Germany, in particular, does not yet have a regulatory framework for the development of hydrogen infrastructure

The steel industry is interested in achieving a green transformation, but politicians are putting up obstacles on the way, writes Salzgitter CEO Gunnar Gröbler in an article for the German Focus.

Back in 2015, Salzgitter Group and its partners set out to radically reduce the 8 million tons of CO2 generated annually by steel production (approximately 1% of Germany’s total carbon emissions from the steel industry). Blast furnace production is gradually being replaced by new technologies such as direct reduction of iron.

The CEO of Salzgitter believes that an increase in the share of scrap is another lever for establishing even more sustainable steel production processes in the future. About a third of German steel, he notes, already consists of recycled scrap. The company wants to increase this share through consistent recycling management.

Gunnar Gröbler sees the green transformation as an opportunity for the German and European steel industry to become independent of geopolitical shocks, supply chains, and imports of steel, some of which is of poor quality. This could be a catalyst for greater economic independence in Europe.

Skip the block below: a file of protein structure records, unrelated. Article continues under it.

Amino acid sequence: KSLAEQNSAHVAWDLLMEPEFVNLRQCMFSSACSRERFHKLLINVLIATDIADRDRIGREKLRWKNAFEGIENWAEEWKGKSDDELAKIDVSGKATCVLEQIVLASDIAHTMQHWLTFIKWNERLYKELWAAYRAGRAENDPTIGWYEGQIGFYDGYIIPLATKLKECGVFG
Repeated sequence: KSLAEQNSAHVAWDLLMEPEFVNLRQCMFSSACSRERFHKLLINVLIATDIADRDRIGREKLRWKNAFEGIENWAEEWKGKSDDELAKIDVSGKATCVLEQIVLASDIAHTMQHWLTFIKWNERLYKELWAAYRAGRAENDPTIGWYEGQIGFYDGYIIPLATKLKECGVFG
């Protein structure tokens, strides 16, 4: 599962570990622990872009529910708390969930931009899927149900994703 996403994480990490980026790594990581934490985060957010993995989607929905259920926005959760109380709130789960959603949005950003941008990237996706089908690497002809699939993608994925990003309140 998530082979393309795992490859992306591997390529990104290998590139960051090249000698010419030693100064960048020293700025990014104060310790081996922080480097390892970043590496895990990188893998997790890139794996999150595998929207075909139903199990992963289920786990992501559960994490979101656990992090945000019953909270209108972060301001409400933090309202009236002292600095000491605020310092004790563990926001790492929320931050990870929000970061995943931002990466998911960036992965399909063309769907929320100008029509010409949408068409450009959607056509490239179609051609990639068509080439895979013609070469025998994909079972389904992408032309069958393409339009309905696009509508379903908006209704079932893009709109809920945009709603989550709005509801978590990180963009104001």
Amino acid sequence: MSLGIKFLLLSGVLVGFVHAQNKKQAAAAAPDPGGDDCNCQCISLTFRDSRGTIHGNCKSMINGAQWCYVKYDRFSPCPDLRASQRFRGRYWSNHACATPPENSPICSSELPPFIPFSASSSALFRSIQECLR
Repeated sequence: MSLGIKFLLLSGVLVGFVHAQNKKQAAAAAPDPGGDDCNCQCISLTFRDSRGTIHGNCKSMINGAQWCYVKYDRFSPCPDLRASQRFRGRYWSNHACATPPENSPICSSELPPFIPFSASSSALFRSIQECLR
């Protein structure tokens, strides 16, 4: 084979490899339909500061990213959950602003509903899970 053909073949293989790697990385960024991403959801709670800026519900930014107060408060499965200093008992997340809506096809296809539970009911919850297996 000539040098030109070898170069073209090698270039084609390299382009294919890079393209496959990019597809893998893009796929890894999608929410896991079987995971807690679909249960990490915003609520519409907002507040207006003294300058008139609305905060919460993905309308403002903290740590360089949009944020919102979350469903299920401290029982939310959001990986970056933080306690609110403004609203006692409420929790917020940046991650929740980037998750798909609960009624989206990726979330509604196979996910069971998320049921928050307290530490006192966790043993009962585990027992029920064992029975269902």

However, there are still many decisions to be made, including political ones, especially in Germany.

«One of these courses, among other things, is the rapid expansion of the long-planned network of hydrogen bases, which aims to provide many industrial facilities with environmentally friendly, CO2-free hydrogen. According to the current state of planning, this will require laying about 3,000 kilometers of new pipelines and converting 6,000 kilometers of existing gas pipelines to hydrogen,» Groebler writes.

Salzgitter, like many other future large hydrogen consumers, is committed to a carbon-free industry and is investing billions in its transformation, but there is still no political agreement or regulatory framework for the development of much-needed hydrogen infrastructure. Permitting procedures need to be urgently accelerated and simplified, Salzgitter CEO said.

Gröbler also reminded that the steel industry is the backbone of the German economy, with about 80 thousand people in the country employed directly in the steel industry.

He emphasizes that they are committed to maintaining jobs at the Salzgitter plant and continuing to produce high-quality green steel for Germany, Europe and the world. Every year, Salzgitter signs contracts with regional companies totaling about €700 million. Large companies do the same in other industrial regions.

«It is not known what will happen to these small and medium-sized companies if the big players leave the region. However, a look at the Rust Belt in the United States shows that the migration of large industry often triggers a downward spiral,» he said.

Salzgitter AG is doing everything possible to continue producing Made in Germany steel, and the German industry can become stronger thanks to the transition to climate neutrality.

Germany is facing the problem of creeping deindustrialization, according to Gunnar Gröbler. In addition, the budget crisis is damaging the country’s reputation as a reliable partner for industry.